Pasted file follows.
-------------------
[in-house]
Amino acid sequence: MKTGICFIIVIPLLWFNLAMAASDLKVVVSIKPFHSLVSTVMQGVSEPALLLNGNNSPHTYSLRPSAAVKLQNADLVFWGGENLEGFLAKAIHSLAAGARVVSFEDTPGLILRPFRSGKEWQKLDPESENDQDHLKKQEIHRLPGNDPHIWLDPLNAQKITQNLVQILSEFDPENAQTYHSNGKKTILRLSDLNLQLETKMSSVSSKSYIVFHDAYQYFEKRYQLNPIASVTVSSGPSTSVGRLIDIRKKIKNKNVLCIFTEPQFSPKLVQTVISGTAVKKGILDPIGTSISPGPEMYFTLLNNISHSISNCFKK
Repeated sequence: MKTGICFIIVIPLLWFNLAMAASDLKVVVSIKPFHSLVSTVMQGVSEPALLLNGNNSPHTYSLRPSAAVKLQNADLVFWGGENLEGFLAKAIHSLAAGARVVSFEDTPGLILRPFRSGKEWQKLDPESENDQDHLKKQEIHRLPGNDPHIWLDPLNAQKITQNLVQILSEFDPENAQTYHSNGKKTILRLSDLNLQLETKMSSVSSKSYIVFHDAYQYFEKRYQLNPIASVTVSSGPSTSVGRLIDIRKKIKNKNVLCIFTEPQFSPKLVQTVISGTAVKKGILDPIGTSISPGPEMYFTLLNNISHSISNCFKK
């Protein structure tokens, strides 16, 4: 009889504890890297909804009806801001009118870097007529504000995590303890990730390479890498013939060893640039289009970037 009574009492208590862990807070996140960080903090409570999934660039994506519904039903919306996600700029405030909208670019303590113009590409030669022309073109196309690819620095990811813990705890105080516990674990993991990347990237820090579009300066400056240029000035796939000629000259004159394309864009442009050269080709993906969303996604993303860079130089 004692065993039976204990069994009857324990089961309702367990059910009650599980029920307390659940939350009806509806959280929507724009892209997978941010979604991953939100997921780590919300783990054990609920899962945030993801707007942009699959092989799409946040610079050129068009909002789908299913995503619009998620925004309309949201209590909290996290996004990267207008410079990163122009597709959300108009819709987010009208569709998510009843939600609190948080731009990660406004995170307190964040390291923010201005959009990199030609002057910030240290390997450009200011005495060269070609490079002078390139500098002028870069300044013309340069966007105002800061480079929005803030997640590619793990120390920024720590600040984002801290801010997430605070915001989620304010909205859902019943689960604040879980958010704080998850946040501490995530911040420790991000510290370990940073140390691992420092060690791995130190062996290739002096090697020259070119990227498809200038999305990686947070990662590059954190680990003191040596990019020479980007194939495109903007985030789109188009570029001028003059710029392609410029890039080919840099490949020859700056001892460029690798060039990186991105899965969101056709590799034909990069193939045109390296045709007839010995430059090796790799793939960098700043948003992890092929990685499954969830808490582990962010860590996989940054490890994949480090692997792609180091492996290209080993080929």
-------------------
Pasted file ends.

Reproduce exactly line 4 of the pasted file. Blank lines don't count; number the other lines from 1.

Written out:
């Protein structure tokens, strides 16, 4: 009889504890890297909804009806801001009118870097007529504000995590303890990730390479890498013939060893640039289009970037 009574009492208590862990807070996140960080903090409570999934660039994506519904039903919306996600700029405030909208670019303590113009590409030669022309073109196309690819620095990811813990705890105080516990674990993991990347990237820090579009300066400056240029000035796939000629000259004159394309864009442009050269080709993906969303996604993303860079130089 004692065993039976204990069994009857324990089961309702367990059910009650599980029920307390659940939350009806509806959280929507724009892209997978941010979604991953939100997921780590919300783990054990609920899962945030993801707007942009699959092989799409946040610079050129068009909002789908299913995503619009998620925004309309949201209590909290996290996004990267207008410079990163122009597709959300108009819709987010009208569709998510009843939600609190948080731009990660406004995170307190964040390291923010201005959009990199030609002057910030240290390997450009200011005495060269070609490079002078390139500098002028870069300044013309340069966007105002800061480079929005803030997640590619793990120390920024720590600040984002801290801010997430605070915001989620304010909205859902019943689960604040879980958010704080998850946040501490995530911040420790991000510290370990940073140390691992420092060690791995130190062996290739002096090697020259070119990227498809200038999305990686947070990662590059954190680990003191040596990019020479980007194939495109903007985030789109188009570029001028003059710029392609410029890039080919840099490949020859700056001892460029690798060039990186991105899965969101056709590799034909990069193939045109390296045709007839010995430059090796790799793939960098700043948003992890092929990685499954969830808490582990962010860590996989940054490890994949480090692997792609180091492996290209080993080929």